NASA Plans Emergency Spacewalks to Fix Space Station
This story was updated at 11:48 a.m. EDT.
NASA is planning a pair of emergency spacewalks to repair the International Space Station after half of its cooling system shut down unexpectedly Saturday, forcing astronauts to power down several systems.
The two repair spacewalks will be performed by American astronauts Doug Wheelock and Tracy Caldwell Dyson and could begin Thursday to replace a pump module in one of the space station's two cooling system loops. Engineers are assessing the spacewalk plans before making a final decision.
"They already have procedures for this," NASA spokesperson Kelly Humphries told SPACE.com. "This is a significant item and one that there has been a lot of work to prepare for. They're just working on the final details."
A spacewalk had already been planned for Thursday for the Wheelock and Caldwell Dyson to upgrade some station systems. So their spacesuits and other general tools have been prepared for that excursion.
The details for the first repair spacewalk will likely be finalized by Wednesday morning. The second spacewalk could occur by Sunday, based on how Thursday's excursion goes, NASA officials said.
NASA has stressed that Wheelock, Caldwell Dyson and the rest of the six astronauts living aboard the International Space Station are in no danger from the cooling system problem. But it is something Mission Control would like to address quickly since a Sunday attempt to reset the circuit breaker and reactivate the pump module has failed.
"The bottom line is that the station is a good configuration right now," NASA spokesperson Kyle Herring said during daily mission commentary. The space agency will give an update on the space station's status and spacewalk planning at 4 p.m. EDT (2000 GMT).
Cooling system problems
The space station's cooling system troubles began late Saturday when a circuit breaker tripped and shut down the Loop A cooling system pump module, which is used to move super-cold liquid ammonia through the station to remove excess heat from its systems and laboratories.
The shutdown triggered alarms in the space station, awakening the outpost's six astronauts so they could begin turning off systems to reduce the heat load on the space station's only remaining working cooling system string Loop B. The space station's cooling system is critical to the outpost's operation since it prevents the station from overheating.
Station astronauts shut down two control moment gyroscopes (used to maintain the station's orientation in space without thrusters), some station power converters and command-routing equipment, and backup systems for the station's S-band communications antenna and Global Positioning System. So some station systems were running without backups in place if they fail.
Mission Control reactivated one of the two offline gyroscopes on Sunday and astronauts installed jumper cables between some station systems and the power system on the outpost's U.S. Destiny laboratory to preserve redundancy. The space station crew also got a change to rest from the long hours they worked late Saturday, Humphries said.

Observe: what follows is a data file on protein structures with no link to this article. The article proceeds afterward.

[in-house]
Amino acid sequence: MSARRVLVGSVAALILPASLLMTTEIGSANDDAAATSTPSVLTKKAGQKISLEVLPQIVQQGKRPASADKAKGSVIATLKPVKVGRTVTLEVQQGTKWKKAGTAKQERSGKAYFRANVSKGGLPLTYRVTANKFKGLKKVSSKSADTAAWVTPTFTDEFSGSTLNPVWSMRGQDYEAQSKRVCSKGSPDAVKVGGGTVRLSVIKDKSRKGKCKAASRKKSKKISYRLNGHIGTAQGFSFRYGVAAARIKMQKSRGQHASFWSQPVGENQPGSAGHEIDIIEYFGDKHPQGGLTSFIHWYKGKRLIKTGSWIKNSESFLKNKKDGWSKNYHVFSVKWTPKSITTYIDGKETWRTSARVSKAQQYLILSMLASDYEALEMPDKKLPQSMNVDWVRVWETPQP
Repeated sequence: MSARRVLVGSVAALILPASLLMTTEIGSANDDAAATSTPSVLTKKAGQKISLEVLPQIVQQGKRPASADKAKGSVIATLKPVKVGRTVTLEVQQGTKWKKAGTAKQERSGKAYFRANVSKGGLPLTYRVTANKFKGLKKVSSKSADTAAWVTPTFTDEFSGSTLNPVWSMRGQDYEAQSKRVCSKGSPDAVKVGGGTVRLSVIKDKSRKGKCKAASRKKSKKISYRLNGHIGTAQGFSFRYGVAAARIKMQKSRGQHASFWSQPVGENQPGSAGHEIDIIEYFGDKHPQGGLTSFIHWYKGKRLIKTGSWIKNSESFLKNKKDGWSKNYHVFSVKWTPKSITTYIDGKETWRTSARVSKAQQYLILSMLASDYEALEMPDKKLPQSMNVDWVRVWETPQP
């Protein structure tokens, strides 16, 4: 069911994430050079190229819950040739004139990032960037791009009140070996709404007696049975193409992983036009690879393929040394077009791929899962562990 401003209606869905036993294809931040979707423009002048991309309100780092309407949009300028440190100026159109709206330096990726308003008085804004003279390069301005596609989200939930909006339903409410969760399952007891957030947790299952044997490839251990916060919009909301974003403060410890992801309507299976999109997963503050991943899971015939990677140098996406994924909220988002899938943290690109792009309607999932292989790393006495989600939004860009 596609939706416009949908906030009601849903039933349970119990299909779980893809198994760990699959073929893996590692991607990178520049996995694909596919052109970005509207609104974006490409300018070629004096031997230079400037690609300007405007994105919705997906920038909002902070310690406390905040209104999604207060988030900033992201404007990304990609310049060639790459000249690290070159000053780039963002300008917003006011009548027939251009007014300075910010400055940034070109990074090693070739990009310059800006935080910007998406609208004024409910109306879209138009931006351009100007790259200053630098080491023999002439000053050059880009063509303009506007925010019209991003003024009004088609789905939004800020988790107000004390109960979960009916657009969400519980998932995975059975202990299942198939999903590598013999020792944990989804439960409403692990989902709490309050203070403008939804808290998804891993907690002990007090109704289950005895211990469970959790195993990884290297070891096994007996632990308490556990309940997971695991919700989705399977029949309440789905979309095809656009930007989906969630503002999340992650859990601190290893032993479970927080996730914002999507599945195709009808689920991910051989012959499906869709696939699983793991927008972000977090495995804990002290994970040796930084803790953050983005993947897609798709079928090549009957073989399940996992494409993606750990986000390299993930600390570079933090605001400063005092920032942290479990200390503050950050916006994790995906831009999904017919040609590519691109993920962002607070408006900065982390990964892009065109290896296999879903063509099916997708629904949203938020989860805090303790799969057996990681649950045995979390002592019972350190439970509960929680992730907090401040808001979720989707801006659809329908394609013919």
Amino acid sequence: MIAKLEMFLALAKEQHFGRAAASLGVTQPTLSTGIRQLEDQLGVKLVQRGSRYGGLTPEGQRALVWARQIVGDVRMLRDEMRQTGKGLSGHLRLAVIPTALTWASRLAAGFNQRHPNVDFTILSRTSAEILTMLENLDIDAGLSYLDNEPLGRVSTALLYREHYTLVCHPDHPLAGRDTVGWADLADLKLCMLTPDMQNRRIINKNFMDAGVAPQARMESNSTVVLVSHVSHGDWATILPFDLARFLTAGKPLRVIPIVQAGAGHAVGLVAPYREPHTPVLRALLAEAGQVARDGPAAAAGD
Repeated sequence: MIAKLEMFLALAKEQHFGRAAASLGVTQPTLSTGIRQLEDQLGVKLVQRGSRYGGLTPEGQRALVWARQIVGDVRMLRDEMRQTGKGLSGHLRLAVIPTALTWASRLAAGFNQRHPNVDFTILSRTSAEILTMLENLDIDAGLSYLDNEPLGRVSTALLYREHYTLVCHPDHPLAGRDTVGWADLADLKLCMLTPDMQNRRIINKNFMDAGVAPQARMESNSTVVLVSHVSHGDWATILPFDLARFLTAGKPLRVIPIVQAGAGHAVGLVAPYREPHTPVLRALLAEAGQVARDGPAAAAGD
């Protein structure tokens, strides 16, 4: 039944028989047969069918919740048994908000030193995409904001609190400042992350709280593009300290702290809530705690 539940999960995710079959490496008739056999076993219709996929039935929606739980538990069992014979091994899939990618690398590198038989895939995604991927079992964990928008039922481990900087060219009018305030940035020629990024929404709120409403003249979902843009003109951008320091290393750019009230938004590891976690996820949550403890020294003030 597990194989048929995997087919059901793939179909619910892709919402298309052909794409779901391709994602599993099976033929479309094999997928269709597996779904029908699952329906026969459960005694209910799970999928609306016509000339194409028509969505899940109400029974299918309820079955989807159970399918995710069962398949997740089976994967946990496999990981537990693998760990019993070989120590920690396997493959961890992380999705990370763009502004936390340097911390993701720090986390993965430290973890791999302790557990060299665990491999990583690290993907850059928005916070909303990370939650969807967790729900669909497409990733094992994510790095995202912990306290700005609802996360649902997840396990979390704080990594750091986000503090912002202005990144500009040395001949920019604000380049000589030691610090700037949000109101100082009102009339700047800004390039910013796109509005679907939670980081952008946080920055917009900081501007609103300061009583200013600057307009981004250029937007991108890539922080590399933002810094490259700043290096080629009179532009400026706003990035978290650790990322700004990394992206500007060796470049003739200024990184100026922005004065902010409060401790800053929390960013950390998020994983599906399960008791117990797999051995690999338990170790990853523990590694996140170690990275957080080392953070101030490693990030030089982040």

"The crew has basically gone back to normal activities," Humphries said.
Repair spacewalks ahead
The next step is a spacewalk repair. To prepare for the first spacewalk, Mission Control vented any remaining liquid ammonia from the Loop A system.
The space repair would likely call for two spacewalks by Wheelock and Caldwell Dyson, who would physically replace the afflicted pump module in the first excursion and hook up ammonia fluid and electrical connections in the second one.
There are two spare ammonia pump modules stored outside the space station on spare parts platforms attached to the orbiting laboratory's backbone-like main truss.
The space station is currently home to three Americans (NASA astronaut Shannon Walker is the third) and three Russian cosmonauts representing Russia's Federal Space Agency.
Wheelock and Caldwell Dyson had originally planned to perform a spacewalk Thursday to hook up a power extension cord for a future Russian laboratory and install equipment on part of the station's Russian segment. That work will be rescheduled to a later date, NASA officials said.
Astronauts have been living aboard the $100 billion International Space Station, which is being built by five international space agencies representing 15 different countries, for nearly 10 years. Construction began on the orbiting laboratory in 1998.
NASA plans to fly two space shuttle missions (in November and February, respectively) to complete construction of the space station before retiring the shuttle fleet next year. Congress is discussing the possible addition of a third and final shuttle mission, which if approved would likely carry spare parts and other supplies to the space station in next summer.
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NASA will broadcast a space station status update live at 4 p.m. EDT (2000 GMT) on NASA TV. Click here for space station mission updates and SPACE.com's NASA TV feed.
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